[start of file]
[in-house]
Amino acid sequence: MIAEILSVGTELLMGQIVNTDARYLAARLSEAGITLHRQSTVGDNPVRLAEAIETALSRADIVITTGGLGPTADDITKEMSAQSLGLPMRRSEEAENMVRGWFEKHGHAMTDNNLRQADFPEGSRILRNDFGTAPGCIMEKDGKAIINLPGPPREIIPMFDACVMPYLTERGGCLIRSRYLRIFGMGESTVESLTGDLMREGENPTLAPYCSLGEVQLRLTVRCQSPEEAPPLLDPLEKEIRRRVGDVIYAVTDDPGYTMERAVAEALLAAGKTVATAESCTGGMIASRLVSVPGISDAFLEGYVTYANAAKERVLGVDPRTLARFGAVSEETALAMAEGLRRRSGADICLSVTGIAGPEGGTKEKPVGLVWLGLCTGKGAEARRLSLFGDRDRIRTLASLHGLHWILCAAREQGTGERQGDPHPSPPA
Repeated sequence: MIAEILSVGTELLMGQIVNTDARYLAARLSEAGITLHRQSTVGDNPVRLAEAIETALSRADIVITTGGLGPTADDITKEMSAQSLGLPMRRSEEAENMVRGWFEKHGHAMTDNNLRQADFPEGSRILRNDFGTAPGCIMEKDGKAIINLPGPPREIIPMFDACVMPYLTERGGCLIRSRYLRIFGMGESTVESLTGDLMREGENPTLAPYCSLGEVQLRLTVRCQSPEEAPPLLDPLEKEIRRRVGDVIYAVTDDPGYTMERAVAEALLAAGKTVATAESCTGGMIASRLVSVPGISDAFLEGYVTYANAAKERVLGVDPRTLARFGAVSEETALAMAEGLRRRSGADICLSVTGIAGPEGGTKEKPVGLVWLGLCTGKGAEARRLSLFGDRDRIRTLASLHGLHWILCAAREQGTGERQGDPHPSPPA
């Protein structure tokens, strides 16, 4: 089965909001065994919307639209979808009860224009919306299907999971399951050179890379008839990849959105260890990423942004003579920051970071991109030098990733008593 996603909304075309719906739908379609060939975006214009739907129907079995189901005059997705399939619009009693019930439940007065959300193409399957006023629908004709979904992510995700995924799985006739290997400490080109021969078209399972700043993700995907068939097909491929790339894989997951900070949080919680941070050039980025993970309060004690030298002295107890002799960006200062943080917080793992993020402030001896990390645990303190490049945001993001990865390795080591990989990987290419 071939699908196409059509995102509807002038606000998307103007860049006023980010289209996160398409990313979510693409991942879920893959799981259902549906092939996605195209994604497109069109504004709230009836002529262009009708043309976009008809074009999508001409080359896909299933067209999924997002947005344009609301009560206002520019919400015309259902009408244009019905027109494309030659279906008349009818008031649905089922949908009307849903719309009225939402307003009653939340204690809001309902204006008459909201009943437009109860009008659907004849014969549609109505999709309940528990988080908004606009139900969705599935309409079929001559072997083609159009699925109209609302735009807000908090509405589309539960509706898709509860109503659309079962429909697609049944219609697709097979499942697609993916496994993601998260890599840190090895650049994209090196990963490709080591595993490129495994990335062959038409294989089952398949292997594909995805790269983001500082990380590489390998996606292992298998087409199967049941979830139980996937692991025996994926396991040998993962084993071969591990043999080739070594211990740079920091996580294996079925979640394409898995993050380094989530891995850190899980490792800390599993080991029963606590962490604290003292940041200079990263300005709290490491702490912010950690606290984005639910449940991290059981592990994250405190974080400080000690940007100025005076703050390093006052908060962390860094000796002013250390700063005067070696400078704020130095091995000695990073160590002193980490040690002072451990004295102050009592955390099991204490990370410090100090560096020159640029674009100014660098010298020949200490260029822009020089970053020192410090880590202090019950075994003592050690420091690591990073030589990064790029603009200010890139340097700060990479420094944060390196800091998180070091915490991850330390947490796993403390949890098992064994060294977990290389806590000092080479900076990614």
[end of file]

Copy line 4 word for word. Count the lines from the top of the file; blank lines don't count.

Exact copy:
């Protein structure tokens, strides 16, 4: 089965909001065994919307639209979808009860224009919306299907999971399951050179890379008839990849959105260890990423942004003579920051970071991109030098990733008593 996603909304075309719906739908379609060939975006214009739907129907079995189901005059997705399939619009009693019930439940007065959300193409399957006023629908004709979904992510995700995924799985006739290997400490080109021969078209399972700043993700995907068939097909491929790339894989997951900070949080919680941070050039980025993970309060004690030298002295107890002799960006200062943080917080793992993020402030001896990390645990303190490049945001993001990865390795080591990989990987290419 071939699908196409059509995102509807002038606000998307103007860049006023980010289209996160398409990313979510693409991942879920893959799981259902549906092939996605195209994604497109069109504004709230009836002529262009009708043309976009008809074009999508001409080359896909299933067209999924997002947005344009609301009560206002520019919400015309259902009408244009019905027109494309030659279906008349009818008031649905089922949908009307849903719309009225939402307003009653939340204690809001309902204006008459909201009943437009109860009008659907004849014969549609109505999709309940528990988080908004606009139900969705599935309409079929001559072997083609159009699925109209609302735009807000908090509405589309539960509706898709509860109503659309079962429909697609049944219609697709097979499942697609993916496994993601998260890599840190090895650049994209090196990963490709080591595993490129495994990335062959038409294989089952398949292997594909995805790269983001500082990380590489390998996606292992298998087409199967049941979830139980996937692991025996994926396991040998993962084993071969591990043999080739070594211990740079920091996580294996079925979640394409898995993050380094989530891995850190899980490792800390599993080991029963606590962490604290003292940041200079990263300005709290490491702490912010950690606290984005639910449940991290059981592990994250405190974080400080000690940007100025005076703050390093006052908060962390860094000796002013250390700063005067070696400078704020130095091995000695990073160590002193980490040690002072451990004295102050009592955390099991204490990370410090100090560096020159640029674009100014660098010298020949200490260029822009020089970053020192410090880590202090019950075994003592050690420091690591990073030589990064790029603009200010890139340097700060990479420094944060390196800091998180070091915490991850330390947490796993403390949890098992064994060294977990290389806590000092080479900076990614």